In state elections the results are similarly Republican. In the last thirteen elections no Democratic candidate for governor has carried Adams County. The last Democratic candidate for US Senate to win the county was Henry M. Jackson in 1982.
In the 2008 elections John McCain received 66.32% of the county's vote. Meanwhile, Republican nominee for governor Dino Rossi received 69.83% of the county's vote. They also gave Republican representative Cathy McMorris Rodgers 82.45% of their vote. In other results Republican Sam Reed received 74.6% of the county's vote in his run for re-election as Washington Secretary of State; Republican Allan Martin received 67.25% of the vote for state treasurer; and Republican Rob McKenna received 76.28% in his re-election run for Attorney general. All county positions, where party are mentioned, also went to the Republican.
From Ritzville's designation as county seat in 1884 until 1892, courts were briefly held in rented space before the county purchased a building from N.H. Greene in 1885. In 1891 the commission bonded $20,000 in order to erect a permanent court house. The building was built by the Spokane firm of Burnham and Clapp and completed by August 20, 1891, when it was accepted by the county. It was a two-story brick building with a four-story tower and a stone basement. A two-story addition was added to the front in 1905 with a new four-story tower, giving the courthouse a whole new appearance. This building was replaced by the current art-deco courthouse in 1941.
- Marcellus (site of Griffith Cemetery) Lat: 47° 15' 24"N, Lon: 118° 23' 07"W, T20N R35E NE corner SE¼ of Sec 3 (8.5 miles north of Ritzville on Marcellus Rd, cemetery on the west).
- "State & County QuickFacts". United States Census Bureau. Retrieved January 7, 2014.
- "2010 Census Gazetteer Files". United States Census Bureau. August 22, 2012. Retrieved July 4, 2015.
- "County Totals Dataset: Population, Population Change and Estimated Components of Population Change: April 1, 2010 to July 1, 2015". Retrieved July 2, 2016.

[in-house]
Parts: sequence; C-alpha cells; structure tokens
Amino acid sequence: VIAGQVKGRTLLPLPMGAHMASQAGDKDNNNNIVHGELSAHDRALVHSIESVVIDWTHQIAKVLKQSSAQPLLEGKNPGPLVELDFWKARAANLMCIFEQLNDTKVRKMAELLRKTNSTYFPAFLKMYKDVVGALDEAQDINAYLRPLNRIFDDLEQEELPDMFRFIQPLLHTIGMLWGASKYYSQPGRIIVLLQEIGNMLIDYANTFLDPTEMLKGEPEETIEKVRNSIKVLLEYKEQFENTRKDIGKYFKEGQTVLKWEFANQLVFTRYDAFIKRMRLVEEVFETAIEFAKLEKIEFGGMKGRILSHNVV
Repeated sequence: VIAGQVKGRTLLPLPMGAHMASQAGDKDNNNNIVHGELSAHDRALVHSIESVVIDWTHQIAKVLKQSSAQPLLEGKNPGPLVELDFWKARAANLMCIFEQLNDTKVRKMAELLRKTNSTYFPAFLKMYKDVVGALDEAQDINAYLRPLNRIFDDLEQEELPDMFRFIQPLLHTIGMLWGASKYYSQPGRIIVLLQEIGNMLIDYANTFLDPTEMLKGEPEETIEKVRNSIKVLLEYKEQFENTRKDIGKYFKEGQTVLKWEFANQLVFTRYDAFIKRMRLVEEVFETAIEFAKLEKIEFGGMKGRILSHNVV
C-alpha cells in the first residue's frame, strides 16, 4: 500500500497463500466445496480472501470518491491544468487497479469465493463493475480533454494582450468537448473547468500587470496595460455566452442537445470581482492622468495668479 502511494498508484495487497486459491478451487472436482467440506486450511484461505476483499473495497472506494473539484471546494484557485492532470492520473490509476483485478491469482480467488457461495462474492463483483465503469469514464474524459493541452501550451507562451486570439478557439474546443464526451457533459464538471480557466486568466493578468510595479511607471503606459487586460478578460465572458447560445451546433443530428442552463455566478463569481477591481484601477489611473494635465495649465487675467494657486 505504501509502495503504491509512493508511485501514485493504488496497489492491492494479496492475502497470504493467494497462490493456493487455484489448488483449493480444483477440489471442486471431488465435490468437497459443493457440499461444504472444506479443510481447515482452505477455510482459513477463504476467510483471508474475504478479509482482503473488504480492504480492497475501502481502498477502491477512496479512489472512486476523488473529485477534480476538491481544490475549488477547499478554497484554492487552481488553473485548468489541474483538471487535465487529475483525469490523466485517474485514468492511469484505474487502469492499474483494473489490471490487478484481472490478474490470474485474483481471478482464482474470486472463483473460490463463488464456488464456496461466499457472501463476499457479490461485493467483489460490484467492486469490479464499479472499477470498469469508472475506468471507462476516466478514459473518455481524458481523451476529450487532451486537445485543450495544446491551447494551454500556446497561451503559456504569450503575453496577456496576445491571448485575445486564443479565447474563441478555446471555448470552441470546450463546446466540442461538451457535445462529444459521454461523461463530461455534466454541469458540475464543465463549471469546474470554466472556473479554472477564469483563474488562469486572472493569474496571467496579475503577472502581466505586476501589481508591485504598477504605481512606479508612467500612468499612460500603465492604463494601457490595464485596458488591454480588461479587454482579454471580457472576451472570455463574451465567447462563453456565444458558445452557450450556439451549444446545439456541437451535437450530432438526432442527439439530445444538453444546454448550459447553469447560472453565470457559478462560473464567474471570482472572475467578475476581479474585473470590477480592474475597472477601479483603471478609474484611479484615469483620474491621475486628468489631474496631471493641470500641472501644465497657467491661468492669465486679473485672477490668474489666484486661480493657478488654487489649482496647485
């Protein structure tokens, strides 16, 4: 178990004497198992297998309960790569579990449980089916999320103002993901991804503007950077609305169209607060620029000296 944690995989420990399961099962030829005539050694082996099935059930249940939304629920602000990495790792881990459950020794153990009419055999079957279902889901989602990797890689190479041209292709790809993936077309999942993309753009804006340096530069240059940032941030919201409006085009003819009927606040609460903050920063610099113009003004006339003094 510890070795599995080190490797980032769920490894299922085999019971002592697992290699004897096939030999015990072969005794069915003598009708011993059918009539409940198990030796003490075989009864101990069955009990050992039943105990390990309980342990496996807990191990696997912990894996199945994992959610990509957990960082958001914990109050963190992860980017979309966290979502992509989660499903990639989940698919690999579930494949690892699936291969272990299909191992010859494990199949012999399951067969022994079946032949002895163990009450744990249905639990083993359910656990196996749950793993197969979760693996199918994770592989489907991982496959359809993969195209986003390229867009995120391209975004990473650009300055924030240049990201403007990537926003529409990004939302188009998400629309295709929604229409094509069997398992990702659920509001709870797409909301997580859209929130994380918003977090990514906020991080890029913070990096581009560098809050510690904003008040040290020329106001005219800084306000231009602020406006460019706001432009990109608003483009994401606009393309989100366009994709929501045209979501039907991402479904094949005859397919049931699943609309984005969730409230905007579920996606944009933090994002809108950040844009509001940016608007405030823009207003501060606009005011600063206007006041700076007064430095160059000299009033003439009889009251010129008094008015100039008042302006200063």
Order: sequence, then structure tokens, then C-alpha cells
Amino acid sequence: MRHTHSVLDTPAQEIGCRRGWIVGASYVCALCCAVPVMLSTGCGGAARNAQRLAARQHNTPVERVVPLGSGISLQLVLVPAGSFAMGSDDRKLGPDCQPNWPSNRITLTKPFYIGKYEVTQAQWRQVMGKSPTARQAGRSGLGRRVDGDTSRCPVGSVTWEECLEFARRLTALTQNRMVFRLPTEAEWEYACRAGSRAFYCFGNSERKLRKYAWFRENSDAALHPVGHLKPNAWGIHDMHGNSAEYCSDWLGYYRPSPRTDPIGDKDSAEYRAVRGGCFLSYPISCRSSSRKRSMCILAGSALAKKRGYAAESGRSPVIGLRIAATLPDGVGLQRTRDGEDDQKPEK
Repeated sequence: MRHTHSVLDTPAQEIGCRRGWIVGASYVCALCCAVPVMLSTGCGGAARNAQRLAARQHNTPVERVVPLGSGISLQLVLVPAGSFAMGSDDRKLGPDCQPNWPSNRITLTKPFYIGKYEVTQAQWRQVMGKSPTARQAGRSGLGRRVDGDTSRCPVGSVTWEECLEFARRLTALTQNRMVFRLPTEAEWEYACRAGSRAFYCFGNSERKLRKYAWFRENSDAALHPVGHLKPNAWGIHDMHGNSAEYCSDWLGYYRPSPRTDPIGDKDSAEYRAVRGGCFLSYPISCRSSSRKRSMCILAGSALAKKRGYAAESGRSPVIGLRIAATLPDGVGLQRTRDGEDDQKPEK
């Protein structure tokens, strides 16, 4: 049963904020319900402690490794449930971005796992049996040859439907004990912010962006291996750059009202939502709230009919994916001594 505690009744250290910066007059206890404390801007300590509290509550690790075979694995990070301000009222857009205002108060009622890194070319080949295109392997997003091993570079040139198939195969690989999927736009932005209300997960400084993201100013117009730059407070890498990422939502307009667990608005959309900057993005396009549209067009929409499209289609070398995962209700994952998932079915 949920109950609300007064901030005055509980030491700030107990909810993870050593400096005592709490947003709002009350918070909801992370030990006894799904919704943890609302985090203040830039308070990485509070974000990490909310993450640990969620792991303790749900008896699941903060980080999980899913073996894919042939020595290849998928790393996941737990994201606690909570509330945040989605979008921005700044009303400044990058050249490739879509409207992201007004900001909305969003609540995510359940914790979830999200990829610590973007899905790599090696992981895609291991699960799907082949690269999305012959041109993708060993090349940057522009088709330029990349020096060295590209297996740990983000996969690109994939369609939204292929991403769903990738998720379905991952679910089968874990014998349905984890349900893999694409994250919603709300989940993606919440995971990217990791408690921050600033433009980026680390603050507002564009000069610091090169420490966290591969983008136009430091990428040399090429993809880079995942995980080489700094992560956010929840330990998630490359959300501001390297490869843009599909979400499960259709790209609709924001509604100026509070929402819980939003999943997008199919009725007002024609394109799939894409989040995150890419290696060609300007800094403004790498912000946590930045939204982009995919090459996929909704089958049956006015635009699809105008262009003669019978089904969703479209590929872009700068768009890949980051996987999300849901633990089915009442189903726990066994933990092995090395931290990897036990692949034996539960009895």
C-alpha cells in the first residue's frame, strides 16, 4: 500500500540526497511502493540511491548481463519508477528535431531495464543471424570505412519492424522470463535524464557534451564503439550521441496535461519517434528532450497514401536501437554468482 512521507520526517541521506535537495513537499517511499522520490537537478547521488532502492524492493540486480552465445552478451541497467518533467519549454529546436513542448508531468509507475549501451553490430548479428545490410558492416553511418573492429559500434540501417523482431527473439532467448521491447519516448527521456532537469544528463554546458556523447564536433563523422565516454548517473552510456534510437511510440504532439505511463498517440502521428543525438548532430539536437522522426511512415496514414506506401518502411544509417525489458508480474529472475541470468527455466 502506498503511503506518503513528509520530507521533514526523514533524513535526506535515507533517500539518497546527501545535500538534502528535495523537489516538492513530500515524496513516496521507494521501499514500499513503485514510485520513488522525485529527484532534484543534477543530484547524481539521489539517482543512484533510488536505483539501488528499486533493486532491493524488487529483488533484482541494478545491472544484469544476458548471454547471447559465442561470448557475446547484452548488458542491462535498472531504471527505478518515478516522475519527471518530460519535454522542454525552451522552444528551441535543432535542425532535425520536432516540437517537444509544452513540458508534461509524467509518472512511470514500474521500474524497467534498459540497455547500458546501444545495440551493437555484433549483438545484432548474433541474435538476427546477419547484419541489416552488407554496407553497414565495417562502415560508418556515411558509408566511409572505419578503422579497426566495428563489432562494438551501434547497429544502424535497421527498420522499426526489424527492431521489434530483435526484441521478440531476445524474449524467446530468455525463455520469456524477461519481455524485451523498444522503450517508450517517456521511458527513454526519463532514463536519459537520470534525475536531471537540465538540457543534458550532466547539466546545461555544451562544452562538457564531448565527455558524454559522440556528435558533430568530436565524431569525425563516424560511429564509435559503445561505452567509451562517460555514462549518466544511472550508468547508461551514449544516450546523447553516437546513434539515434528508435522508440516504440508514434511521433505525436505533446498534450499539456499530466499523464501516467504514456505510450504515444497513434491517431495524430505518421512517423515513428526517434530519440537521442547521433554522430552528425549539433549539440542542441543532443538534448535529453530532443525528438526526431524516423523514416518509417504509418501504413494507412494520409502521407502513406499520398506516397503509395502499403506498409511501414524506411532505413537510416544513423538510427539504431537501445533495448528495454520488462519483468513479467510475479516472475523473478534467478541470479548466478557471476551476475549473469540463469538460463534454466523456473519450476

- "U.S. Decennial Census". United States Census Bureau. Archived from the original on May 11, 2015. Retrieved January 7, 2014.
- "Historical Census Browser". University of Virginia Library. Retrieved January 7, 2014.
- "Population of Counties by Decennial Census: 1900 to 1990". United States Census Bureau. Retrieved January 7, 2014.
- "Census 2000 PHC-T-4. Ranking Tables for Counties: 1990 and 2000" (PDF). United States Census Bureau. Retrieved January 7, 2014.
- "American FactFinder". United States Census Bureau. Archived from the original on 2013-09-11. Retrieved 2011-05-14.
- "DP-1 Profile of General Population and Housing Characteristics: 2010 Demographic Profile Data". United States Census Bureau. Retrieved 2016-03-01.
- "Population, Housing Units, Area, and Density: 2010 - County". United States Census Bureau. Retrieved 2016-03-01.
- "DP02 SELECTED SOCIAL CHARACTERISTICS IN THE UNITED STATES – 2006-2010 American Community Survey 5-Year Estimates". United States Census Bureau. Retrieved 2016-03-01.
- "DP03 SELECTED ECONOMIC CHARACTERISTICS – 2006-2010 American Community Survey 5-Year Estimates". United States Census Bureau. Retrieved 2016-03-01.
- Geographie Electorale
- David Leip’s Presidential Atlas (Maps for Washington by election)
- The New York Times Electoral Map (Zoom in on Washington state)
- David Leip's US Election Atlas (Washington state maps)
- David Leip's US Election Atlas (Washington state maps)
- Election results for Adams County at Washington governmental site Archived December 8, 2008, at the Wayback Machine.
- http://www.usgwarchives.net/wa/adams/photos/tombstones/griffith/griffith.htm Marcellus: Griffith Cemetery
- An illustrated history of the Big Bend country : embracing Lincoln, Douglas, Adams, and Franklin counties, state of Washington. Western Historical Pub. Co. 1904.Available online through the Washington State Library's Classics in Washington History collection
Amber Waves and Undertow -Peril, Hope, Sweat, and Downright Nonchalance in Dry Wheat Country- a book written by Steve Turner and published by the University of Oklahoma Press 2009 - ISBN 978-0-8061-4005-6
- Adams County, Washington
- Image of 1892 Adams County Courthouse at the Washington State Digital Archives.
- Image of 1905 Adams County Courthouse addition at the Washington State Digital Archives.
- Image of 1941 Adams County Courthouse at the Washington State Digital Archives.
|Grant County||Whitman County|